Beryllium (atomic symbol: Be, atomic number: 4) is a Block S, Group 2, Period 2 element with a total of 4 electrons in its outer shell. It has a Van der Waals radius of 153 pm.
/TOXICITY: Acute exposure to beryllium nitrate causes acute irritation of the eyes, skin and respiratory tract as well as pulmonary edema in some individuals. Use protective clothing, self-contained breathing apparatus, goggles and gloves when handling this material.
Exposure to beryllium nitrate increases its concentration in liver, kidney and serum causing significant alterations in the activity of CYP-450 2E1 system, microsomal lipid peroxidation and protein; alkaline phosphtase, lactate dehydrogenase, gamma-glutamyl transpeptidase, bilirubin, creatinine and urea in serum, acid phosphatase, alkaline phosphatase, glucose-6-phosphatase and succinic dehydrogenase in liver and kidney; triglycerides, cholesterol, glycogen contents, hepatic and renal glutathione levels; protein content, hepatic and renal triglyceride metabolism, hepatic oxidative status, and hepatorenal morphology and ultramorphology in the liver, kidney, spleen and heart.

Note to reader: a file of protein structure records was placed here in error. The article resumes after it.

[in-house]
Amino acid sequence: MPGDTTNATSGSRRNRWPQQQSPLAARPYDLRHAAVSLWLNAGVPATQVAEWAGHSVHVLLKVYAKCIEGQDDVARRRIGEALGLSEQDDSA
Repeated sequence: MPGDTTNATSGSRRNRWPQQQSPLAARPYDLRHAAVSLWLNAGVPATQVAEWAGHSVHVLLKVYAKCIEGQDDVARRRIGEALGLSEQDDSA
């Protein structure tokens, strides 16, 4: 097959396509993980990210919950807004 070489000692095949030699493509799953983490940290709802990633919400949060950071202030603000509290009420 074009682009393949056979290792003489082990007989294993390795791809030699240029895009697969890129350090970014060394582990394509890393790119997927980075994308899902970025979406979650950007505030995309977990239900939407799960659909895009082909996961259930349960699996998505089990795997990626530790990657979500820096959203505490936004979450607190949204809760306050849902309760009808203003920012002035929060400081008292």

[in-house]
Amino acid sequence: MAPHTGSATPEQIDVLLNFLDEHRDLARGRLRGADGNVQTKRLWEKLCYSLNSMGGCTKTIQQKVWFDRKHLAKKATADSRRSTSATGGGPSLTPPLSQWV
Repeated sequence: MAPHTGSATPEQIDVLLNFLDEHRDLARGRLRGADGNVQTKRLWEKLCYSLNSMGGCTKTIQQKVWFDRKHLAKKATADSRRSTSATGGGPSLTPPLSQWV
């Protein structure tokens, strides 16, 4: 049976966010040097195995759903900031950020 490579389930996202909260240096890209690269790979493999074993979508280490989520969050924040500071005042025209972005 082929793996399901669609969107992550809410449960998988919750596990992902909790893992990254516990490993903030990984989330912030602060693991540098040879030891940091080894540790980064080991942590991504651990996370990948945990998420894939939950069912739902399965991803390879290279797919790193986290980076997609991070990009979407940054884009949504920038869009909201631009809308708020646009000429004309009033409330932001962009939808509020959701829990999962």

The hepatic and renal histopathological lesions induced by beryllium nitrate were less marked in rats treated with 2,3-dimercaptopropane 1-sulfonate at 50 mg/kg compared with those treated with meso-2,3-dimercaptosuccinic acid. Moreover, meso-2,3-dimercaptosuccinic acids and 2,3-dimercaptopropane-1-sulfonate at a dose of 50 mg/kg reduced the beryllium concentration in liver, spleen and kidneys. It also exhibited antiproliferative effects. Similarly, treatment with Tiron significantly reduced the beryllium concentration in liver and kidney. Its therapeutic potential was further confirmed by atomic adsorption spectrophotometry. Considering the high bioavailability of Tiron, it may be used as a safe and effective alternative to chelating agents like calcium disodium EDTA for reducing beryllium toxicity in animals.